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Today I’d like to pay homage to one of the greatest astronomers in history, and one who helps my work on a daily basis, Charles Messier, who wrote a catalog of 110 stellar objects. You can see it here. Below is a video of some of the great objects Messier put into his catalog.
I’ve added a new page called “Astronomy Myths and Legends,” where I give you some research on the myths and stories associated with a particular planet, star, or constellation. Today I’ve posted a few myths and legends on Sirius, in the constellation Canis Major, the brightest star in the sky! Hope you enjoy it: https://memiorsofanastronut.wordpress.com/astronomy-myths-and-legends/
Happy New Years Eve Everybody!
As with just about every holiday, today bears a special astronomical as well as temporal significance: Today is the day where our little planet makes a complete path around the Sun.
As you can see, even though January is a winter month, Earth is actually closer to the Sun around January, but since the Earth is tilted, its rays don’t hit us in the Northern hemisphere as well. This is also why we perceive the Sun as sitting lower in the sky during winter.
So here’s a question: Why do we celebrate the New Year on January 1st? Well, a lot of it has to do with the stars- for centuries, people have based the new year on the appearance of stars. In fact, in the Stuart period, England produced a new observatory that helped standardize time, as well as geography:
That new observatory King Charles built was the Royal Observatory in Greenwich, which is where we get Greenwich Mean Time (GMT), the standard time for the whole planet. In addition, Greenwich is the site of the Prime Meridian, the imaginary line that conveniently divides the world in half, so we can keep track of the Eastern and Western hemispheres. In the 19th century, the English decided that Greenwich would be the standard for time as well as the beginning of the Western Hemisphere, and that a new year started at midnight, when a group of stars pass over the Greenwich observatory. To learn more about the observatory, click here:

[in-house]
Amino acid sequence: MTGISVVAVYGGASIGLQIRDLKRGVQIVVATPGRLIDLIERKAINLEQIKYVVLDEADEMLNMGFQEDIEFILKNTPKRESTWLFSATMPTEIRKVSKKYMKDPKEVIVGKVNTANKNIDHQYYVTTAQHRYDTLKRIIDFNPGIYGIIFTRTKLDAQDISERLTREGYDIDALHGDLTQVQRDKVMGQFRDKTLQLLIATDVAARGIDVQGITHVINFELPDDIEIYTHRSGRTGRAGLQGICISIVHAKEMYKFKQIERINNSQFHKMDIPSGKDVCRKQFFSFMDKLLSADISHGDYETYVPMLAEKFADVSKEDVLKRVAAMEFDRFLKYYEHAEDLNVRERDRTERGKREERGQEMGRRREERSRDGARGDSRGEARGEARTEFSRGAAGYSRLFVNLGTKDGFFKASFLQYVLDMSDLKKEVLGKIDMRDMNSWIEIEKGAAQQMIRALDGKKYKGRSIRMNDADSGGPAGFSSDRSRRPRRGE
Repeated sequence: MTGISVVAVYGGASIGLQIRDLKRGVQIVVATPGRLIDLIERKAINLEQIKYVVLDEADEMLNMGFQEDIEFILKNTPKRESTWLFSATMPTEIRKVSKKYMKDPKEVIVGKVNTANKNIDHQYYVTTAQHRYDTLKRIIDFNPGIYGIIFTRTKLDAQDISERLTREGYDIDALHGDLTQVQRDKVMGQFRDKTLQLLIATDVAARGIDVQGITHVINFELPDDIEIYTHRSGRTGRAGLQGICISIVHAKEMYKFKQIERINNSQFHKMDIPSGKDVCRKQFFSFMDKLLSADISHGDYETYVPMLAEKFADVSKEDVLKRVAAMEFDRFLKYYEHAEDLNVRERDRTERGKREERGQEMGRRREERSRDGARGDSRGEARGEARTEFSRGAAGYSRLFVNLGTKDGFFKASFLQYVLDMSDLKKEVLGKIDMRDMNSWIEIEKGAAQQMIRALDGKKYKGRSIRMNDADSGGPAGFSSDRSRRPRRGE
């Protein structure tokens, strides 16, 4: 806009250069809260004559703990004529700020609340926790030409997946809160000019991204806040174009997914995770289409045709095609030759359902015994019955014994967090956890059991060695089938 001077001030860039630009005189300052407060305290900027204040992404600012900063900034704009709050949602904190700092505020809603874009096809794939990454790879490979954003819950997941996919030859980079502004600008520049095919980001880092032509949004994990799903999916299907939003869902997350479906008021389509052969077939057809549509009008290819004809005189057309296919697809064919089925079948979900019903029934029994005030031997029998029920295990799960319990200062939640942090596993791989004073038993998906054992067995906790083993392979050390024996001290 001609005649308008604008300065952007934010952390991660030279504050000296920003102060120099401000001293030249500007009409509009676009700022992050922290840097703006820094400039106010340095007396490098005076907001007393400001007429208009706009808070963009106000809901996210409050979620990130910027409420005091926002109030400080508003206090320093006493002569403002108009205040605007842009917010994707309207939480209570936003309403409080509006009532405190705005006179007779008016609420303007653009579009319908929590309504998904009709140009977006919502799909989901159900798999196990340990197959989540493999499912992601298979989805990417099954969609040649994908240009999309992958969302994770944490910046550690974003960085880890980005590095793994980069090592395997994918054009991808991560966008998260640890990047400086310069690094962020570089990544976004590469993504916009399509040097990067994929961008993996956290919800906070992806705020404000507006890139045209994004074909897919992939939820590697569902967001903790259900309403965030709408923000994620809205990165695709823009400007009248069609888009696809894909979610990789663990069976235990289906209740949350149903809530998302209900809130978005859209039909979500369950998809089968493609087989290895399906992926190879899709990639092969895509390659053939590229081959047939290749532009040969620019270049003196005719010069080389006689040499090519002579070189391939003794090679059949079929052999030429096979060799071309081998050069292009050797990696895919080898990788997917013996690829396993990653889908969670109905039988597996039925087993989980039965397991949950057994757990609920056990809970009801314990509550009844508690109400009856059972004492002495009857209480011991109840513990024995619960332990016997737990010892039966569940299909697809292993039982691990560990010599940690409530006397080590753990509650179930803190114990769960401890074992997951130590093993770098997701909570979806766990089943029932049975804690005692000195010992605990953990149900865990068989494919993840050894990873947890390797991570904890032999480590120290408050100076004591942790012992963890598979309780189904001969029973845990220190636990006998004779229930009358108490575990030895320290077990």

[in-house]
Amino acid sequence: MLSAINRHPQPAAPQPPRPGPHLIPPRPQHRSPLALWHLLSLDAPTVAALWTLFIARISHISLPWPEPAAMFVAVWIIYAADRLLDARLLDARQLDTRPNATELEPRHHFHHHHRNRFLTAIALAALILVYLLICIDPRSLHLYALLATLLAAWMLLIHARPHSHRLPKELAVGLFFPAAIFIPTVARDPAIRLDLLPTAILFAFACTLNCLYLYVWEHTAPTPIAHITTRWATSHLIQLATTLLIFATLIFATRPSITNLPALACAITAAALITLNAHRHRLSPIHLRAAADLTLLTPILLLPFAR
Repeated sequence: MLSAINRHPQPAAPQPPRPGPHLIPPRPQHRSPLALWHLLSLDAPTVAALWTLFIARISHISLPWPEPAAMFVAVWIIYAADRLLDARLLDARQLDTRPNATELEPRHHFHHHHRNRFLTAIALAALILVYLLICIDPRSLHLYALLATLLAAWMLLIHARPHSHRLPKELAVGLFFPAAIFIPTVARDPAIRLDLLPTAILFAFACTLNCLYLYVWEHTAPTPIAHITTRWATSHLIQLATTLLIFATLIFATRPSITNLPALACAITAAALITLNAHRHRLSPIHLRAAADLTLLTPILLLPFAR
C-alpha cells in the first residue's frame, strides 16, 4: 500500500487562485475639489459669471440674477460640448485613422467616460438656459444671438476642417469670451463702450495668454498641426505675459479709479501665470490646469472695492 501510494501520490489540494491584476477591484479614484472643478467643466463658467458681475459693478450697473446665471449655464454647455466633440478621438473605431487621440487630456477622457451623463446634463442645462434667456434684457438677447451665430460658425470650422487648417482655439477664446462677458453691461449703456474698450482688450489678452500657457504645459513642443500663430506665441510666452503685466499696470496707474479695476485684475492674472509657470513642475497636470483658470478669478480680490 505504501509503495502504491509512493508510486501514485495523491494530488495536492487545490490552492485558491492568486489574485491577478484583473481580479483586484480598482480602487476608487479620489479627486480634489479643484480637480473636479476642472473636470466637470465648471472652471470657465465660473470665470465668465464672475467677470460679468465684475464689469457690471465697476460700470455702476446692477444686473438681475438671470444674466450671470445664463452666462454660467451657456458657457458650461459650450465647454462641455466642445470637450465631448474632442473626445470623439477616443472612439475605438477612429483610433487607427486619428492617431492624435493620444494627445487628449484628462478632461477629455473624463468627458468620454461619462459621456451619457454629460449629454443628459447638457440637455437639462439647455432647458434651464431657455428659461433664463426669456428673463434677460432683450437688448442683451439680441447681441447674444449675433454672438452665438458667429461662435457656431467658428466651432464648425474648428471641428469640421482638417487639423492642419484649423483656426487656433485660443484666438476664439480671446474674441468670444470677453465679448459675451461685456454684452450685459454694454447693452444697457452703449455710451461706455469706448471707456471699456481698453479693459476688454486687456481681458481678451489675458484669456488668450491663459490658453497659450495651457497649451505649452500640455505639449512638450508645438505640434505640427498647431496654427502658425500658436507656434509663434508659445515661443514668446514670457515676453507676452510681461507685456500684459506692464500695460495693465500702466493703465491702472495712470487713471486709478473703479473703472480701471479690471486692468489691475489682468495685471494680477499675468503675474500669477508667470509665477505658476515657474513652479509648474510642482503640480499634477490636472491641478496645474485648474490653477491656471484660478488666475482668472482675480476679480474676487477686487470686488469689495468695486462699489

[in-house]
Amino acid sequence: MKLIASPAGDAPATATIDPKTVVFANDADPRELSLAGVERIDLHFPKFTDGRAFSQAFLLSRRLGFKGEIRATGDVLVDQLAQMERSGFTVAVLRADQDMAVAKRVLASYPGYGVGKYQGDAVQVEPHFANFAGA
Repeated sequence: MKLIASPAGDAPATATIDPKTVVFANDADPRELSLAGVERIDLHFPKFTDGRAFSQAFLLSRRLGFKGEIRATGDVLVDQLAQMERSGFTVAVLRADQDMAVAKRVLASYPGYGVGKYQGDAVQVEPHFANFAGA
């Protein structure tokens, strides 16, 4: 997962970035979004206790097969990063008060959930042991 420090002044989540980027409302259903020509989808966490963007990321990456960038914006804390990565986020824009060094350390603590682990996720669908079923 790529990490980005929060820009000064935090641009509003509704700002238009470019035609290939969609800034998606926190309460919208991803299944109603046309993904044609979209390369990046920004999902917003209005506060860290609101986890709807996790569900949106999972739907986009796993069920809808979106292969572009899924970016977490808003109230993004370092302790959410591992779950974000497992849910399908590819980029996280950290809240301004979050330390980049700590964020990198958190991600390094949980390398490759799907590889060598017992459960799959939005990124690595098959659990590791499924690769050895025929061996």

However, way way before that, human beings used the motions of the planets and the stars to determine the time of year. One such star is visible tonight; the single brightest star in the heavens, the Dog-star Sirius (Hope some Harry Potter Fans appreciate this).
Now, I’ll go into the mythological history of Sirius later this week in a new page devoted to astronomy myths and legends, but for right now you need to know that Sirius is always just below and to the left of Orion, which is why some call it “Orion’s Dog.” Some say that the Ancient Egyptians based their calendars on the time in which Sirus passed over the peaks of the Great Pyramid of Giza, and then the Romans co-opted their system when they began the Julian calendar.